Saudi religious police to monitor own activities

Forms council after criticism officers overstep authority


Religious police in Saudi Arabia announced the creation of a new council to monitor its activities after recent criticism that they had overstepped their authority, in a move that was greeted with mixed reactions.

The Commission for the Propagation of Virtue and the Prevention of Vice announced Monday that it was forming a Presidency Council charged with monitoring the activities of the religious police, president of the commission Sheikh Ibrahim Bin Abdullah al-Ghaith said in a press conference Monday.

The council, whose members will come from the top leadership, will review the policies and strategies of the commission's presidency as well as monitor its activities.

"The council will also develop the commission's financial, administrative, technical and field matters and will set the proper mechanisms to facilitate the work," the official Saudi Press Agency (SPA) quoted Ghaith as saying.

The commission has fallen under harsh criticism recently in the wake of flagrant violations committed by its officers, including illegal detentions, beating and car chases.

Some viewed the formation of the watchdog council as a positive step intended to address criticism.

"This shows the Commission is a dynamic body that redresses its mistakes. We are happy about these decisions since they mean more accuracy and efficiency in the Commission's performance," Saudi journalist Khaled al-Moshawah told

He added that this step will have a positive impact on the Saudi society, especially since the majority of Saudis support the commission’s goals and consider it as the community's "safety valve."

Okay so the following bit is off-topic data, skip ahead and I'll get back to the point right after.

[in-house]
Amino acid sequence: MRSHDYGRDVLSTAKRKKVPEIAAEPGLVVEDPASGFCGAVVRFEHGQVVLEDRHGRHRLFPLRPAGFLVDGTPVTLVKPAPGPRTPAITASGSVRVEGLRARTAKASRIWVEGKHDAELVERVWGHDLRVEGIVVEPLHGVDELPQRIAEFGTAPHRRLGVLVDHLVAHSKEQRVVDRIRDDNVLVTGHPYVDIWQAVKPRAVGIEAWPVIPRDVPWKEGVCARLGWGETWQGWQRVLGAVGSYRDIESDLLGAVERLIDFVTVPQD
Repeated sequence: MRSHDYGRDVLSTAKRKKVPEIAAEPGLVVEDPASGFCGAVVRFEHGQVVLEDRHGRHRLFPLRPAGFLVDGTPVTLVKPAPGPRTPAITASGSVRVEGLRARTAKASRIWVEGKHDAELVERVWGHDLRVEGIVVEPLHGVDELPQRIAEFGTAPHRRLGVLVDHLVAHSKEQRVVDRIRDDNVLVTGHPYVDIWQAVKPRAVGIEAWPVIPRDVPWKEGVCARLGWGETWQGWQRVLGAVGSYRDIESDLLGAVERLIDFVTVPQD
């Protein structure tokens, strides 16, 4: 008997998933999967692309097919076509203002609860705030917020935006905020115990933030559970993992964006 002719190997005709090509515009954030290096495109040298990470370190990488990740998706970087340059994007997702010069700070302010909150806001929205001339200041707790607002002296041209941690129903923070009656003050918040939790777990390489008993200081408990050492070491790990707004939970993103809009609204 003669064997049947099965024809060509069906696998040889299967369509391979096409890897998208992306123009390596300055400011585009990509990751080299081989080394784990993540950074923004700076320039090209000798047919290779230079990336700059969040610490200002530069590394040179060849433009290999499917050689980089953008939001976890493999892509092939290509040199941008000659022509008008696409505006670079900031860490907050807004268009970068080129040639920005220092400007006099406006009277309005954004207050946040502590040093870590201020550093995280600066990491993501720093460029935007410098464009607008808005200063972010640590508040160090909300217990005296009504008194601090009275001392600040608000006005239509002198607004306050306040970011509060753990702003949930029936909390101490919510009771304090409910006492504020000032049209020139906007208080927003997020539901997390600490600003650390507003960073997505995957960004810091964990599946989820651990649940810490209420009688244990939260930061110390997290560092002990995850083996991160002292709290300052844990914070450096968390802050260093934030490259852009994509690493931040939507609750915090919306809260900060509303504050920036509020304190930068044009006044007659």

Saudi academic and author Dr. Ali Saad al-Moussa expressed concern that the council would expand the authority of the commission and overlook its mistakes.

He noted that the newly formed council’s expanded powers would effectively turn it into a legislative and executive authority that can arrest and try people.

"This means if the Commission finds out that a problem in one of the ministries requires its intervention, they will have the right to summon top officials," Moussa told, adding that he objected to the name "Presidency Council".

"The name reminds me of the authority of Arab revolutionary councils," he said.

In response to criticism of the religious police overextending their authority, the Saudi Ministry of Interior earlier this year banned commission officers from detaining offenders at their headquarters and confined their role to transferring them to police stations.

The head of the Commission for Investigation and General Prosecution circulated a copy of the new regulations and said that surprise visits to commission officers will be made to ensure there are no illegal detentions.

(Translated from Arabic by Sonia Farid)

The name reminds me of the authority of Arab revolutionary councils

Dr. Ali Saad al-Moussa